IWD2022: teaching about our taonga with Estelle Pura Pera-Leask

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  7. IWD2022: teaching about our taonga with Estelle Pura Pera-Leask

Māori values, practices and stories are integral to the predator free kaupapa, and Māori knowledge and energy is crucial to its success. For International Women’s Day, we spoke to Estelle Pura Pera-Leask – a key figure bringing Māori voices and expertise to the movement. She represents Te Runanga o Ngai Tahu on the Southland Conservation Board and Te Runanga o Awarua on the Whenua Hou (Codfish Island) komiti. 

Estelle holding a caught stoat.
Estelle with a trapped stoat. Image credit: Estelle Pura Pera-Leask

Hard mahi for us and our future generations 

An accomplished woman with many strings to her bow, Estelle also chairs the Bluff Hill Motupohue Environment Trust (BHMET) and works as a nursery manager for Te Korowai Whakahou Native Plant Nursery in Bluff.

And if that wasn’t enough to keep her days full, she’s also a kaiako (environmental educator) for BHMET.

“I teach tamariki (primary) and pepe (pre-school) from around Murihiku Southland about habitat restoration including predator control, species identification, seed gathering and processing.  

“At the moment I’m sharing my knowledge with our BHMET staff, teaching species identification and rongoā (traditional Māori medical practices). We’re gathering large supplies of native plant seeds in our ngahere (forest) and processing them for propagation. 

“We’re sharing our seed bank with our larger Murihiku Runanga-owned native plant nursery project Te Tapu o Tāne.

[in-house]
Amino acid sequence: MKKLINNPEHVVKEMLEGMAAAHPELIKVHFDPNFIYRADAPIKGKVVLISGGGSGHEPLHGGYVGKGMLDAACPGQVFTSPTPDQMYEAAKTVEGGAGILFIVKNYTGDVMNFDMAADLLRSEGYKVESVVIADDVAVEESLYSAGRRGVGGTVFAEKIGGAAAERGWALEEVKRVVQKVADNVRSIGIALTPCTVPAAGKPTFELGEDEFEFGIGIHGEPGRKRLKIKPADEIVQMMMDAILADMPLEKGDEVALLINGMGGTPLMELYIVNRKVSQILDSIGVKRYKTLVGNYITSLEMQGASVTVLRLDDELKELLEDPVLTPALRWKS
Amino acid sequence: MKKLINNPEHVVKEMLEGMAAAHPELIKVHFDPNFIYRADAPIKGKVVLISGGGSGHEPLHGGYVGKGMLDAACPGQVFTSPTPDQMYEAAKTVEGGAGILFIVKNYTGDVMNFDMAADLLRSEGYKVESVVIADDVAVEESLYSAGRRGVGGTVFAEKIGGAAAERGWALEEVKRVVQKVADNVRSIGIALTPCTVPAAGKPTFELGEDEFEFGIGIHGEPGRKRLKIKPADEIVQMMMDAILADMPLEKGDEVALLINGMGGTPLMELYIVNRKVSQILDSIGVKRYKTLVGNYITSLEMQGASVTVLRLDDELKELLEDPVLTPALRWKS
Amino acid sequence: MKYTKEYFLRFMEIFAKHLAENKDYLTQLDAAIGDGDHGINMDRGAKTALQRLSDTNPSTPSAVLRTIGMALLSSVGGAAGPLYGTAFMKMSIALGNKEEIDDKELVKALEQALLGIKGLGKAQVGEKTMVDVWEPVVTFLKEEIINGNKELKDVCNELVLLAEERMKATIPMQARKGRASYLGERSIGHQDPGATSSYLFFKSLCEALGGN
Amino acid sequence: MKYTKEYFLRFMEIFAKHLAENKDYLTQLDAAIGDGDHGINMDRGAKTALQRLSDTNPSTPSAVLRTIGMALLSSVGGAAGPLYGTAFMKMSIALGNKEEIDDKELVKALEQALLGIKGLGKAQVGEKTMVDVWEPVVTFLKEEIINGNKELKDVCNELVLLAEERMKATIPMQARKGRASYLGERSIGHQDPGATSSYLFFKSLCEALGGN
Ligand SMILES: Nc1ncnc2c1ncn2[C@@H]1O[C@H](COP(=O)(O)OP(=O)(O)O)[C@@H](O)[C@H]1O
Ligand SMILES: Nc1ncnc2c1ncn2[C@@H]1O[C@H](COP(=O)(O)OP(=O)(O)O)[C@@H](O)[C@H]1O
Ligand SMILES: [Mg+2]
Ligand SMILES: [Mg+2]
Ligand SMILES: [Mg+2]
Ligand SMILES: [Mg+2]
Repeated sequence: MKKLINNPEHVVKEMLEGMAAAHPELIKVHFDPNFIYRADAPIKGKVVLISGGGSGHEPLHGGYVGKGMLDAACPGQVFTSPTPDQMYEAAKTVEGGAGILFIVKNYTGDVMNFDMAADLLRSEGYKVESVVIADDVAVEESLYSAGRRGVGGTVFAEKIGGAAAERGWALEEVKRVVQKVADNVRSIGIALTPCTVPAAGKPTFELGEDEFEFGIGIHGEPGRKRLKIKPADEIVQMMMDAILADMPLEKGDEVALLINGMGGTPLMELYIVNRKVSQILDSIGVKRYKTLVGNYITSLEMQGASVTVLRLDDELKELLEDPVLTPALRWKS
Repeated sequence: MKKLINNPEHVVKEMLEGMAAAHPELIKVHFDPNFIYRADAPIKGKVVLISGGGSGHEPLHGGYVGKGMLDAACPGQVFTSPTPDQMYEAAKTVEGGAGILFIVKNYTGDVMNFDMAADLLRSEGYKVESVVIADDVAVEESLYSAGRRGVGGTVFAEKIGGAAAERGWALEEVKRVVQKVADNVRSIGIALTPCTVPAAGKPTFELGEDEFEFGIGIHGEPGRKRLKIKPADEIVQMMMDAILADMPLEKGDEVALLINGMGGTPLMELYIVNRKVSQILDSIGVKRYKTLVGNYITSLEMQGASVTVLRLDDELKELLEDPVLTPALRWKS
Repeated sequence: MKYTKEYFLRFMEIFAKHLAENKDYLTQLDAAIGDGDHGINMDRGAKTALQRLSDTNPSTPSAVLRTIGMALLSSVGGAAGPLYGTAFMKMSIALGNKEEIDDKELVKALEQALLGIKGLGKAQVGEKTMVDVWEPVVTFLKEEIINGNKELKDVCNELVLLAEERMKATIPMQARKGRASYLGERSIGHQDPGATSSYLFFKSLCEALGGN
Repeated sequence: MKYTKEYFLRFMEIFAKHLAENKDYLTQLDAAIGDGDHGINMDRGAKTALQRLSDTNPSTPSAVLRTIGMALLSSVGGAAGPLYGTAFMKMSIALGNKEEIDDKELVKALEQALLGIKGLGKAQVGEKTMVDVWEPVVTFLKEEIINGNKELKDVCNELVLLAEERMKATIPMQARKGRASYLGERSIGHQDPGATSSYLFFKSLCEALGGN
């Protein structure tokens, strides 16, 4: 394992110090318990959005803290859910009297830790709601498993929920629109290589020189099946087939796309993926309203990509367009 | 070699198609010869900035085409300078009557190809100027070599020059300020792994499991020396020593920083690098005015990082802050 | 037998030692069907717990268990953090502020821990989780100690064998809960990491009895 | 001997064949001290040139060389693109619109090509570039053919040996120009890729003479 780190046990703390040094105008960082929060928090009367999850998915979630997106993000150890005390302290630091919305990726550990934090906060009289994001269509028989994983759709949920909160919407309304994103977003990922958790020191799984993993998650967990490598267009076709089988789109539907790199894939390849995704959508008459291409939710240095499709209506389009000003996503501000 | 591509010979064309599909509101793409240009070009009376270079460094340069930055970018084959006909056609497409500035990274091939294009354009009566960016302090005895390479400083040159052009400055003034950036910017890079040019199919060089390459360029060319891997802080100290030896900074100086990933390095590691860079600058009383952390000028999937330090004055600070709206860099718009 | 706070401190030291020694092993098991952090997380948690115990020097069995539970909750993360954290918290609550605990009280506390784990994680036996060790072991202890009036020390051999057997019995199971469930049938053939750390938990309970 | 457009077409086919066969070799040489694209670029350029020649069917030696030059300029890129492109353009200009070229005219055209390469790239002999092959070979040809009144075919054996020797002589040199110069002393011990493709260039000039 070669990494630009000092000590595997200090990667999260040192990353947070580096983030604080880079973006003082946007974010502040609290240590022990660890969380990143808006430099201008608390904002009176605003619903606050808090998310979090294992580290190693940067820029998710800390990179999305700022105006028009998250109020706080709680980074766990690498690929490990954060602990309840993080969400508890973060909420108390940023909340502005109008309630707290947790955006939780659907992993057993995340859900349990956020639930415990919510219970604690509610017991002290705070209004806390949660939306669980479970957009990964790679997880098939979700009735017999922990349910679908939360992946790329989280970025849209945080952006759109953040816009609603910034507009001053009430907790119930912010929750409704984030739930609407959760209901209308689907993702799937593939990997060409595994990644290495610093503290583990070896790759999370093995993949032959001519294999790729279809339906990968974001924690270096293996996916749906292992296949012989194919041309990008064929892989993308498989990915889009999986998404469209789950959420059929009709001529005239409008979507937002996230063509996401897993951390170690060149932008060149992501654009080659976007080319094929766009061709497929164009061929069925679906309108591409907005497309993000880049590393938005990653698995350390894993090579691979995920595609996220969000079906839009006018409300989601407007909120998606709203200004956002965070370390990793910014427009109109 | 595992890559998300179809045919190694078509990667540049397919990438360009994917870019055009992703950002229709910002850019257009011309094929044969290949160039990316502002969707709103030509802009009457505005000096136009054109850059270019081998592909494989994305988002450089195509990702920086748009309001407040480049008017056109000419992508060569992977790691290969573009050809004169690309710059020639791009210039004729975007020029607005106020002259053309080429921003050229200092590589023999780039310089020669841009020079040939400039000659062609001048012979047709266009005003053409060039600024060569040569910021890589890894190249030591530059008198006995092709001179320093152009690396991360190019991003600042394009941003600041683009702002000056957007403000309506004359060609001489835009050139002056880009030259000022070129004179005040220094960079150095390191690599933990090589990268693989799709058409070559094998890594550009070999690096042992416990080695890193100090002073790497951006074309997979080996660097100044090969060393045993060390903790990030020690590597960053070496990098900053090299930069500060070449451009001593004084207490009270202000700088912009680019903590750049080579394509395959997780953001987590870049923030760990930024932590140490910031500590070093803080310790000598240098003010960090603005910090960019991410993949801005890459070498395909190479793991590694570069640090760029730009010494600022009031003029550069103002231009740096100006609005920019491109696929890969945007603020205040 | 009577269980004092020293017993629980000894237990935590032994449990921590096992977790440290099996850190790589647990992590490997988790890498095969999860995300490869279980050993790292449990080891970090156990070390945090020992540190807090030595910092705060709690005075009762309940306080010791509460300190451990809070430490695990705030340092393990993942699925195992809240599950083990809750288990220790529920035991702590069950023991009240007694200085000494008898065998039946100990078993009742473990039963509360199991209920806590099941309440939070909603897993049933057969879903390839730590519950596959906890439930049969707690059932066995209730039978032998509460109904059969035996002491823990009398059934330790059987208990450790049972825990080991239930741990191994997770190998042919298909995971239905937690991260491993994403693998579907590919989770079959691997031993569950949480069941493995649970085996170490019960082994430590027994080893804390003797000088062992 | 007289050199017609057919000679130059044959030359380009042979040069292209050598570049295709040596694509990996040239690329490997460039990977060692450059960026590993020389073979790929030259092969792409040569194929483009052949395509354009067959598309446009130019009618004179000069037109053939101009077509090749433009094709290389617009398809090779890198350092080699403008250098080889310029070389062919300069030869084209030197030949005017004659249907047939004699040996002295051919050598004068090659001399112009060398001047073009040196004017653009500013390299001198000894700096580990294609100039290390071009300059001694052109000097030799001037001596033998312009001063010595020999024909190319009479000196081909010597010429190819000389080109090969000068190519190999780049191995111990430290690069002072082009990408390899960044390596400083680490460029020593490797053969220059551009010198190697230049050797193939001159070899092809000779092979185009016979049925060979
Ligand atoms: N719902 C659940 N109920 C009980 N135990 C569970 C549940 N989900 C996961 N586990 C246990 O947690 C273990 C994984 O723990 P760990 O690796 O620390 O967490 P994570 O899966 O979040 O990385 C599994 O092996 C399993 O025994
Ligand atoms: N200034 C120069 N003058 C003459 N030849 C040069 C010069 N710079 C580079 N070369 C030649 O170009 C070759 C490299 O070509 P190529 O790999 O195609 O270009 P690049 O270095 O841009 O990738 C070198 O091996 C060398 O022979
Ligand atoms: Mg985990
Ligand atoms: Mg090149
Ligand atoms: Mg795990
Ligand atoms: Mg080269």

“I also support our BHMET project manager with predator control techniques, best practice and technology to support our predator free Awarua project.”

The road leading to a conservation career

Estelle holding a caught stoat.
Estelle with a caught stoat. Image credit: Estelle Pura Pera-Leask

As a wahine Māori, Estelle says she feels an obligation and responsibility to protect our taonga species and tupuna (ancestors) through whakapapa (Māori knowledge). 

“According to te ao Māori, our ancestors are the manu (birds), rākau (trees) and all that dwell in the te taiao (natural environment).  

“Our taiao is not well, our whenua (land), moana (oceans), wai Māori (fresh water) are in trouble. We all have an obligation to protect what makes us unique. 

“Without indigenous species, we will lose even more than we already have: Our whakapapa and rights to mahinga kai. Our obligations and responsibility as kaitiaki (guardians). Our language… And all that loss means loss of our culture and our mana.  

“We can not allow that to happen. We have lost so many native taonga already.  

“To me, Predator Free 2050 is more than just an ambitious goal, it is vital for the survival of the unique and treasured species of Aotearoa NZ,” she says.

Thanking the women before us, encouraging those to come

Throughout Estelle’s career, she says she faced both blatant and casual racism and sexism.

“As a wahine Māori, I have encountered many challenges in my journey. However, I have learnt to overcome them, because I do what I do for my people. I have my tupuna (ancestors) standing beside me giving me strength. 

“I’m inspired by the many wahine Māori across Aotearoa who advocate for te taiao and work tirelessly in the conservation space. For many of these women, they’ve come from a background of intergenerational poverty, hardship and trauma from colonisation. 

“Yet these wahine toa still understand the obligations of kaitiakitanga and protection of papatūānuku (the land).

For fellow wahine thinking of a career in conservation, Eselle’s advice is to get involved.  

“This mahi is rewarding in so many ways – ways you would never imagine. You will improve your physical and mental health and wellbeing, and meet the most beautiful, passionate kaitiaki.  

“You will learn to be more appreciative of the simple things in life, that also happen to be the most precious. Te mana ki te mauri o Te Taiao ki uta ki tai,” she says.